RedEyed Reader: Maximum Ride Nevermore by James Patterson

redeyedreader

Disappointment overwhelmed my “fragile” little mind as James Patterson failed to redeem himself in Max’s final adventure. I didn’t know you could change your mind in the middle of a book. I would like to believe that Patterson had to meet a deadline, but I think he was just as burnt out on the series as the rest of us.

Patterson couldn’t seem to stick with his free publicity for environment protection. Throughout the book, I never thought I would say this, but there are too many encounters with deceit, and near death experiences. There is no plot. Everything is about what is considered moral, and how people allow their wants to supercede what their family needs.

When you are writing a book, it’s nearly impossible to be unbiased, but don’t make your societal views the entire theme. Reading fiction is generally supposed to be entertaining, and while a ranting author may be entrancing to some; I am more interested in the story. I enjoy surprising twists, but I don’t enjoy reading the end of a book that is unrelated to the rest of the series in every possible way.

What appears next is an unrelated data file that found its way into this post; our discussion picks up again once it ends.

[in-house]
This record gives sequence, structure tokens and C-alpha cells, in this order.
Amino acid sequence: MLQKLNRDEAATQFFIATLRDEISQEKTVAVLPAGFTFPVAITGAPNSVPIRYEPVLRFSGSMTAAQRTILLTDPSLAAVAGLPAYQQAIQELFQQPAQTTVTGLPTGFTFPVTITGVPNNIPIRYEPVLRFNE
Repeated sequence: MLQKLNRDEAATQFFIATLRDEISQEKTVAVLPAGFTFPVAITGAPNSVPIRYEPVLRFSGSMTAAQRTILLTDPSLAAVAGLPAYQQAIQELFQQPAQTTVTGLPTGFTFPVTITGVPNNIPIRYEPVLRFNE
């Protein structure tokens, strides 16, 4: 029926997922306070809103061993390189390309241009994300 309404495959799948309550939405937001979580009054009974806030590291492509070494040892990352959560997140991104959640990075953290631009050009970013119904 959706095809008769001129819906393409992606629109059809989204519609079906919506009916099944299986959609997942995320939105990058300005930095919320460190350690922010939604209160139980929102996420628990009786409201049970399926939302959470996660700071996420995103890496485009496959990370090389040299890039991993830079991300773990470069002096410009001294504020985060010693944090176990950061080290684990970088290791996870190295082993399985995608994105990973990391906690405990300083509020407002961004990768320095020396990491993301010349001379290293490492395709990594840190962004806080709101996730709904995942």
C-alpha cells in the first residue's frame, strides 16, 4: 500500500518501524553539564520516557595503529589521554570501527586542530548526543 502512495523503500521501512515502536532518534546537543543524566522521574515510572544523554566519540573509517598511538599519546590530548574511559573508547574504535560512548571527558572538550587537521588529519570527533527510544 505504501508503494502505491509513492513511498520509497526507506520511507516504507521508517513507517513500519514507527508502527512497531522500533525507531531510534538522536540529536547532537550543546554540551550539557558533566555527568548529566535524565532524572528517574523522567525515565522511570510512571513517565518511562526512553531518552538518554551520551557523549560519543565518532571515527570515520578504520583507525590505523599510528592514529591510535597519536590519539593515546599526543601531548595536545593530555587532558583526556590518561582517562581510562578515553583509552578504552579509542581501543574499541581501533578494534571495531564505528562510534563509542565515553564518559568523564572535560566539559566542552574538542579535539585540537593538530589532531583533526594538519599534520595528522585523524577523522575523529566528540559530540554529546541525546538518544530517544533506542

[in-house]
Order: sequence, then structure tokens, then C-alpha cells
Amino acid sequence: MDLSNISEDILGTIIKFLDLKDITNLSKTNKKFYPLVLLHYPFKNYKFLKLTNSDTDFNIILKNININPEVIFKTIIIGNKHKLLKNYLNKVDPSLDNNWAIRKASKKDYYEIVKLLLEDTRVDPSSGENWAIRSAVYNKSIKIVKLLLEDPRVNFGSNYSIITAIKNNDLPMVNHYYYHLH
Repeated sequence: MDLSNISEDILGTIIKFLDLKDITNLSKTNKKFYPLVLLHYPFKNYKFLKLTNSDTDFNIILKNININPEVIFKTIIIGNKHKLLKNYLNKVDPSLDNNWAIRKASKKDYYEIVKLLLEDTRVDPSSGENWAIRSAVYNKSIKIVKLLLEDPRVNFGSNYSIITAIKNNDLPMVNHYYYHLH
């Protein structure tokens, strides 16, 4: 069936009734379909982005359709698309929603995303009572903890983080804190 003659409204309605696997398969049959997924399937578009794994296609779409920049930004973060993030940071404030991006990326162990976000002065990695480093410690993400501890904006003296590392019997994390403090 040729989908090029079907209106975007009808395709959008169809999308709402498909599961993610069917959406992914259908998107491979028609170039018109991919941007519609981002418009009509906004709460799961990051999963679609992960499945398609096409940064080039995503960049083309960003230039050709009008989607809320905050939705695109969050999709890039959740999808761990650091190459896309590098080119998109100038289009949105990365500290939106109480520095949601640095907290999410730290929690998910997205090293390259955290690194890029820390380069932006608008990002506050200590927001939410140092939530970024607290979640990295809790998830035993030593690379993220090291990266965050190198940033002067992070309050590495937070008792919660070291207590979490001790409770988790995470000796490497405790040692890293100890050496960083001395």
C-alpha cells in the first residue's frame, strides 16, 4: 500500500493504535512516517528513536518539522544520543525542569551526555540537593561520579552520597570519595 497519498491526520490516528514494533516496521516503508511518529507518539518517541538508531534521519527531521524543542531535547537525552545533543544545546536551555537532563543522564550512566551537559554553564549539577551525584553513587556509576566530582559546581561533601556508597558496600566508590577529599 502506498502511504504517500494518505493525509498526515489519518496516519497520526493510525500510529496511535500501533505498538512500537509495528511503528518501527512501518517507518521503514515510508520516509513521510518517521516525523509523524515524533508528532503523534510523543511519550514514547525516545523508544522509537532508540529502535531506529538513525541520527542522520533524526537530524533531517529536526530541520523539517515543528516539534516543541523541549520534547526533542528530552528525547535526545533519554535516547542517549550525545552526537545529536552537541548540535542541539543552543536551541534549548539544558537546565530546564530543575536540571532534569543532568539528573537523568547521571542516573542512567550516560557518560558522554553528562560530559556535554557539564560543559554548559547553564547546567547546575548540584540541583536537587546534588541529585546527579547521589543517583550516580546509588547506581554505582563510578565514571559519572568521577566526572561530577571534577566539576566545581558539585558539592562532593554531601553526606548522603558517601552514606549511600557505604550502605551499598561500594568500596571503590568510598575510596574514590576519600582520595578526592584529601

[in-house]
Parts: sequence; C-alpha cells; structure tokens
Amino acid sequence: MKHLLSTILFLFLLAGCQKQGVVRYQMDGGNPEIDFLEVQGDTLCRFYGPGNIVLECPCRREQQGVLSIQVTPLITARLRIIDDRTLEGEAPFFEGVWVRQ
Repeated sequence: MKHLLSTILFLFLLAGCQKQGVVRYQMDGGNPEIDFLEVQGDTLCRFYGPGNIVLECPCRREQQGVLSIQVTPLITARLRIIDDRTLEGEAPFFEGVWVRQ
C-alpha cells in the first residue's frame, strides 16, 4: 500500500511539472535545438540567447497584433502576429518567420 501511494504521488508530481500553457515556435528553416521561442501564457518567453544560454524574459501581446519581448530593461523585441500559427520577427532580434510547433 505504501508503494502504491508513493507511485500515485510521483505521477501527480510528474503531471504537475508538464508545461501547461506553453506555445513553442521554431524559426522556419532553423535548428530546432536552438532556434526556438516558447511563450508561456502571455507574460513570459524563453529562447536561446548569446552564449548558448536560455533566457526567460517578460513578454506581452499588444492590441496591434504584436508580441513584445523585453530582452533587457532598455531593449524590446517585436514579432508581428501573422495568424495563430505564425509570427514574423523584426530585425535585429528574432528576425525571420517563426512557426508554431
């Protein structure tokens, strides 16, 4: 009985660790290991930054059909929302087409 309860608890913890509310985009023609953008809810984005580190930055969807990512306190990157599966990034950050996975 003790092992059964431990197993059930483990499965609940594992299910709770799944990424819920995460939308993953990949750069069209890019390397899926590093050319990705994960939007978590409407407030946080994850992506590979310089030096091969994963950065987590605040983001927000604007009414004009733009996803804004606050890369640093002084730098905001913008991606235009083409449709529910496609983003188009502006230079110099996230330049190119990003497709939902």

I reached the end of the book and cheered. Until I saw the epilogue. I never knew a book could have two endings. I guess Mr. Patterson just wasn’t happy with the original one. Having a Voice, wings, supernatural powers, and being a hero just wouldn’t suffice for Max’s life in Patterson’s eyes. My only thoughts while reading the last four pages of Nevermore were, “that escalated quickly,” and, “finally it’s over!”

Nevermore left me feeling like I wasted 72 hours of my life on a pointless series. Max had already lived a pretty phenomenal life when the series reached Fang, so basically the first three books alone should be read. Don’t spend your precious, limited time on the rest, I plead of you.